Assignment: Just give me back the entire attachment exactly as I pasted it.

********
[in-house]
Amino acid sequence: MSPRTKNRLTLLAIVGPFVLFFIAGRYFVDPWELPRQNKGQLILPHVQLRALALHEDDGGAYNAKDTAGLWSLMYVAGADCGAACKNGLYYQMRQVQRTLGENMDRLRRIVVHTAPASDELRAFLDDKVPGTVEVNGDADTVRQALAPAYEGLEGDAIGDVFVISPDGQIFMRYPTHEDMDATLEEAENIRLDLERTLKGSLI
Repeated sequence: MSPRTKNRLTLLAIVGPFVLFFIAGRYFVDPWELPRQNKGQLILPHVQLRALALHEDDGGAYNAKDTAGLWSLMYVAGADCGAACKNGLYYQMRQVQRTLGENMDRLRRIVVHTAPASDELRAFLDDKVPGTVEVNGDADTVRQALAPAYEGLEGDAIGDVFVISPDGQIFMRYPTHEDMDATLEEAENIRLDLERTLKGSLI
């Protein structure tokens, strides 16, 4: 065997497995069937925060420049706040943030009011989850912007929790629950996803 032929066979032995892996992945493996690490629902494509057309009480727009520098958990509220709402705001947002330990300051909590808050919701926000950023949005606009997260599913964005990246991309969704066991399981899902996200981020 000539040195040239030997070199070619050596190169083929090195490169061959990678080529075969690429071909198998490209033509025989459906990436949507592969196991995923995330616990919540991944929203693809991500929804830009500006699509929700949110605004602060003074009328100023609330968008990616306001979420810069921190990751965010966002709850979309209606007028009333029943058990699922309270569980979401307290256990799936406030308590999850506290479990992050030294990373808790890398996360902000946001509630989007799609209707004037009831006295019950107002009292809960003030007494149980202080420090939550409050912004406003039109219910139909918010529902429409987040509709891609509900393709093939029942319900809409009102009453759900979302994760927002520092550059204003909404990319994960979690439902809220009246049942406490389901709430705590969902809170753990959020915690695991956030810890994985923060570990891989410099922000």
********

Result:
[in-house]
Amino acid sequence: MSPRTKNRLTLLAIVGPFVLFFIAGRYFVDPWELPRQNKGQLILPHVQLRALALHEDDGGAYNAKDTAGLWSLMYVAGADCGAACKNGLYYQMRQVQRTLGENMDRLRRIVVHTAPASDELRAFLDDKVPGTVEVNGDADTVRQALAPAYEGLEGDAIGDVFVISPDGQIFMRYPTHEDMDATLEEAENIRLDLERTLKGSLI
Repeated sequence: MSPRTKNRLTLLAIVGPFVLFFIAGRYFVDPWELPRQNKGQLILPHVQLRALALHEDDGGAYNAKDTAGLWSLMYVAGADCGAACKNGLYYQMRQVQRTLGENMDRLRRIVVHTAPASDELRAFLDDKVPGTVEVNGDADTVRQALAPAYEGLEGDAIGDVFVISPDGQIFMRYPTHEDMDATLEEAENIRLDLERTLKGSLI
């Protein structure tokens, strides 16, 4: 065997497995069937925060420049706040943030009011989850912007929790629950996803 032929066979032995892996992945493996690490629902494509057309009480727009520098958990509220709402705001947002330990300051909590808050919701926000950023949005606009997260599913964005990246991309969704066991399981899902996200981020 000539040195040239030997070199070619050596190169083929090195490169061959990678080529075969690429071909198998490209033509025989459906990436949507592969196991995923995330616990919540991944929203693809991500929804830009500006699509929700949110605004602060003074009328100023609330968008990616306001979420810069921190990751965010966002709850979309209606007028009333029943058990699922309270569980979401307290256990799936406030308590999850506290479990992050030294990373808790890398996360902000946001509630989007799609209707004037009831006295019950107002009292809960003030007494149980202080420090939550409050912004406003039109219910139909918010529902429409987040509709891609509900393709093939029942319900809409009102009453759900979302994760927002520092550059204003909404990319994960979690439902809220009246049942406490389901709430705590969902809170753990959020915690695991956030810890994985923060570990891989410099922000």